The pervasiveness of pornography in our culture is obvious and widely discussed. Pornography is primarily marketed to and consumed by men. But why? How does it work? And how can men find freedom? Dr. William Struthers, Associate Professor of Psychology at Wheaton College, has written a very interesting and informative book on how pornography hijacks the male brain and (more importantly) how the very impulses (the drive for intimacy) which propel men toward pornography can lead them out of depravity and into holiness.
The book is divided into two sections: How Pornography Works and Healthy Masculinity and Sexuality. Each section has four chapters. Chapter 1 addresses our culture’s saturation with porn. Pornography is hard to define, and therefore hard to legally restrict. Those who produce it claim to be exercising their first amendment rights. Their materials are not harmful, they argue, since all participants are consenting adults. Moreover, they say, you can’t prove that porn causes men a host of social, psychological, emotional, and spiritual problems (to say nothing of the problems for women). With the Internet comes access, affordability, and anonymity. In addition, the Internet provides opportunities for communication (chat rooms) and connecting with others (hook up sites). Chapter 2 discusses porn’s corruption of intimacy. Rather than sexual intimacy between a husband and wife in a maturing healthy relationship, a man learns to focus on the physiology of sexual sensations detached from any significant relationship. This brings shame, increasing loneliness, and less libido for their wives (or girlfriends). Chapter 3 expands on these consequences. Chapter 4 goes into how a man’s brain is wired and how porn use creates neural pathways in a man’s brain that train his process of arousal.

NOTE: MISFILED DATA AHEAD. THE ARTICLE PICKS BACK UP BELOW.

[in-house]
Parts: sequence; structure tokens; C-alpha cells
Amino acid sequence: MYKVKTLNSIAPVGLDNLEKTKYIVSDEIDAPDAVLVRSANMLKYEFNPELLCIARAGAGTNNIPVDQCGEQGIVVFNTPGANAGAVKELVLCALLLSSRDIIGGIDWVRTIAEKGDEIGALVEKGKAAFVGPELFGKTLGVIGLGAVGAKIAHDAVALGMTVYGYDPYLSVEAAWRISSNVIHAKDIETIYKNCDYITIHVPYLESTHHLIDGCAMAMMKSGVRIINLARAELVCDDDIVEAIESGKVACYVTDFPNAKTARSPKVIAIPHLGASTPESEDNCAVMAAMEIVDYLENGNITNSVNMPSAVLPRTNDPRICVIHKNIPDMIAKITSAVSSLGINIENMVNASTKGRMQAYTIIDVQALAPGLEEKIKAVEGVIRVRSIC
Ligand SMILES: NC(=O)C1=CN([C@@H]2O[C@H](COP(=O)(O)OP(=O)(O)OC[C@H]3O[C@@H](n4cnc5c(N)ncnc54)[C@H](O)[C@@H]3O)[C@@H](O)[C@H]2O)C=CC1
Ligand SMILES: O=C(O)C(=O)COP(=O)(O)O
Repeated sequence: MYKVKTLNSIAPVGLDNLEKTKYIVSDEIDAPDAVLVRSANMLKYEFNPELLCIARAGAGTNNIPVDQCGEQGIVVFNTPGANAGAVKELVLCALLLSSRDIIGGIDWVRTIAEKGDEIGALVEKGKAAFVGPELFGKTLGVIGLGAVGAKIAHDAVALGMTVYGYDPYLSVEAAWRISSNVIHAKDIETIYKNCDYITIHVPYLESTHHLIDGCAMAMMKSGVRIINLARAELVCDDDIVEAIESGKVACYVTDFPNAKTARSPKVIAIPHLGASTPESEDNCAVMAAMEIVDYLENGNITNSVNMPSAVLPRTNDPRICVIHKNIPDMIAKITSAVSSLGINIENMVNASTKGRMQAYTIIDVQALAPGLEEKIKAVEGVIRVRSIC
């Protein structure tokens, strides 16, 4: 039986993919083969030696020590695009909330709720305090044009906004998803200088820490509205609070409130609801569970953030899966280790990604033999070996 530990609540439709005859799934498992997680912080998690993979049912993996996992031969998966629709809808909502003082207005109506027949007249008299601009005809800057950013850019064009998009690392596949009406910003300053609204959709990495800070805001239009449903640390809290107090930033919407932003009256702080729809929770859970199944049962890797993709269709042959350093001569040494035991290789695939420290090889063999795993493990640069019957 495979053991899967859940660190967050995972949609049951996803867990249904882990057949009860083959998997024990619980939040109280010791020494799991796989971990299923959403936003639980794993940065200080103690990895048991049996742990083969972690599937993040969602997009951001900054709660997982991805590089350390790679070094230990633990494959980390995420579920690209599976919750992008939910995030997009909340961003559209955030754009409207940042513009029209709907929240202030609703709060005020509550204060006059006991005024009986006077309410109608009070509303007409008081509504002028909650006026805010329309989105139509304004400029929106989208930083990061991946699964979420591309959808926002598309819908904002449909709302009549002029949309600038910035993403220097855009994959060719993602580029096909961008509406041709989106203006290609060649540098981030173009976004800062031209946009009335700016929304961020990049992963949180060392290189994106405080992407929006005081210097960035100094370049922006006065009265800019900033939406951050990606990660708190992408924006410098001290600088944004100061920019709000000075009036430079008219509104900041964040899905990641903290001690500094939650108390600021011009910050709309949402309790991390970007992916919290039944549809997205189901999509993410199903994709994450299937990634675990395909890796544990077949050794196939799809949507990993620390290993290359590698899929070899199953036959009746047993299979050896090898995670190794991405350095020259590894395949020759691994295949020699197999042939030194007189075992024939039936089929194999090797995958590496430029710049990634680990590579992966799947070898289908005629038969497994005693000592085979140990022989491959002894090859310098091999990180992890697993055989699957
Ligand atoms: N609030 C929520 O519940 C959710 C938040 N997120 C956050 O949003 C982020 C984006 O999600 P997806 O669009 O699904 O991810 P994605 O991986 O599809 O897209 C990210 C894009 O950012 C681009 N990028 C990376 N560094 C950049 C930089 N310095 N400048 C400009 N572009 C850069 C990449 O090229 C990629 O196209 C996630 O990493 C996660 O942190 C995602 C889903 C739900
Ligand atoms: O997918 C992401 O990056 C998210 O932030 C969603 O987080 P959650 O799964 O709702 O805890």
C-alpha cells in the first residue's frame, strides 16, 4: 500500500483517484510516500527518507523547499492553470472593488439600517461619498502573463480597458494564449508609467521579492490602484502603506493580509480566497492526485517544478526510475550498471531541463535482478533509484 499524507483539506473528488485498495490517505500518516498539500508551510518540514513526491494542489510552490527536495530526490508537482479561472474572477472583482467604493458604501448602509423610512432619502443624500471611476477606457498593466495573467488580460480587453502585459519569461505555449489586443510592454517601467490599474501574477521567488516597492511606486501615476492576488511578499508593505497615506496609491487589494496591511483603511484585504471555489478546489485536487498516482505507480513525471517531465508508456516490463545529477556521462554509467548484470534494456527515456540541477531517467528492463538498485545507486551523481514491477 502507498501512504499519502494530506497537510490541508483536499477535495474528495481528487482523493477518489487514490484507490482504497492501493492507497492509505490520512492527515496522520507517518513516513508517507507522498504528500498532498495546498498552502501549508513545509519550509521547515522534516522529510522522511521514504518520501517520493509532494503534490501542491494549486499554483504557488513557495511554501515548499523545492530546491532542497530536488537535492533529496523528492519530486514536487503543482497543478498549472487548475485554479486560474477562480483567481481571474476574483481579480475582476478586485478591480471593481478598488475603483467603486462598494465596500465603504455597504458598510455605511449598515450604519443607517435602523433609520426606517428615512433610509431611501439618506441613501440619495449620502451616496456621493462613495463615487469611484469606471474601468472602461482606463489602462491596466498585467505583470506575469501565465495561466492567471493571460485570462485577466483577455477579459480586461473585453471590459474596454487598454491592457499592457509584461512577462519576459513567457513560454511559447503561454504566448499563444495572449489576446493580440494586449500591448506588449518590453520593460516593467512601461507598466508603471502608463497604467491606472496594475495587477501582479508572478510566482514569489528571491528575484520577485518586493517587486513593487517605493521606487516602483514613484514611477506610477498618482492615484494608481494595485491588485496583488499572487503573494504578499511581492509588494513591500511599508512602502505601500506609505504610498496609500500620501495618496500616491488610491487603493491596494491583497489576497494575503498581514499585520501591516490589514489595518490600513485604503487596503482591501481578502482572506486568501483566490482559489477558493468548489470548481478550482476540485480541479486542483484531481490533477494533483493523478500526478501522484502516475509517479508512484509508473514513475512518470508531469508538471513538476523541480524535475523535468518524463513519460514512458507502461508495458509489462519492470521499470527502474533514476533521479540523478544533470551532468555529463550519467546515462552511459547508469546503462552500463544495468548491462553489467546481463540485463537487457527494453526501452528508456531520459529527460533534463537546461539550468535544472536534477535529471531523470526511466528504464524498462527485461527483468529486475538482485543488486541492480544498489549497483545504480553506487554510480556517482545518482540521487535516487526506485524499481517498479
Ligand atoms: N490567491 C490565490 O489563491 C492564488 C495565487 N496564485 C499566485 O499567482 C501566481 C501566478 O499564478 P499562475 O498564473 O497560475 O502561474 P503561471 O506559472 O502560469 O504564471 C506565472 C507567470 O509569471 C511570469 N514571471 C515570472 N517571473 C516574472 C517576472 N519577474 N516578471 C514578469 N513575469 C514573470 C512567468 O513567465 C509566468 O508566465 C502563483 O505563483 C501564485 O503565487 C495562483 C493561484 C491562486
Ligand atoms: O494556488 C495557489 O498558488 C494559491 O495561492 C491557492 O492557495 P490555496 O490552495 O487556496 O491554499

The next section begins with a chapter on what it means to be made male in God’s image. It interacts with the previous chapter in terms of the brain’s healthy or unhealthy sexual development, but in less technical detail than chapter 4. Chapter 6 is on masculinity. Men learn masculinity from an older male figure. Dr. Struthers says the masculine voice affirms, grows as it is challenged, and defends and protects loved ones from evil. Chapter 7 discusses the male need for intimacy, and how many men, by not enjoying appropriate non-sexual intimacy with other male friends, are more susceptible to the allure of porn. Lots of great insight in this chapter on how a man can grow in tenderness and intimacy with his wife and others. Chapter 8 is on rewiring and sanctification. Here is where Dr. Struthers gives specific insight on how “neural pathways can be rewired” so that men’s natural drive for intimacy can lead us toward holiness rather than depravity.
With a background and interest in science, the whole idea of the book was interesting. But even if you never were interested in science or the brain, the second half of the book would be very helpful to any man seeking greater sexual holiness. Here’s an excerpt from the last chapter:
Imagine that you could be neurologically “enslaved” to purity rather than porn. Enslaved to seeing the dignity of each individual rather than their utility to you. This is the distinction between the journey toward sanctification and the journey toward depravity. As you travel farther along either road, you pick up momentum and it becomes harder to turn around. The farther down the road you travel, the less opportunity you have to deviate from the road as it narrows. The road to depravity leads into the heart of hell and yields isolation. The road toward sanctification, however, leads into the heart of God and yields freedom from temptation.
What’s unique about this book is the emphasis on the physical (brain chemistry) aspects of the addition to porn. But don’t assume that Dr. Struthers leaves any room for men to “blame it on their brains.” No, he writes, “We are still responsible for our actions…The knowledge that we get from Scripture and science should not be used to deny, justify, rationalize, minimize, normalize or celebrate the exercising of brokenness.”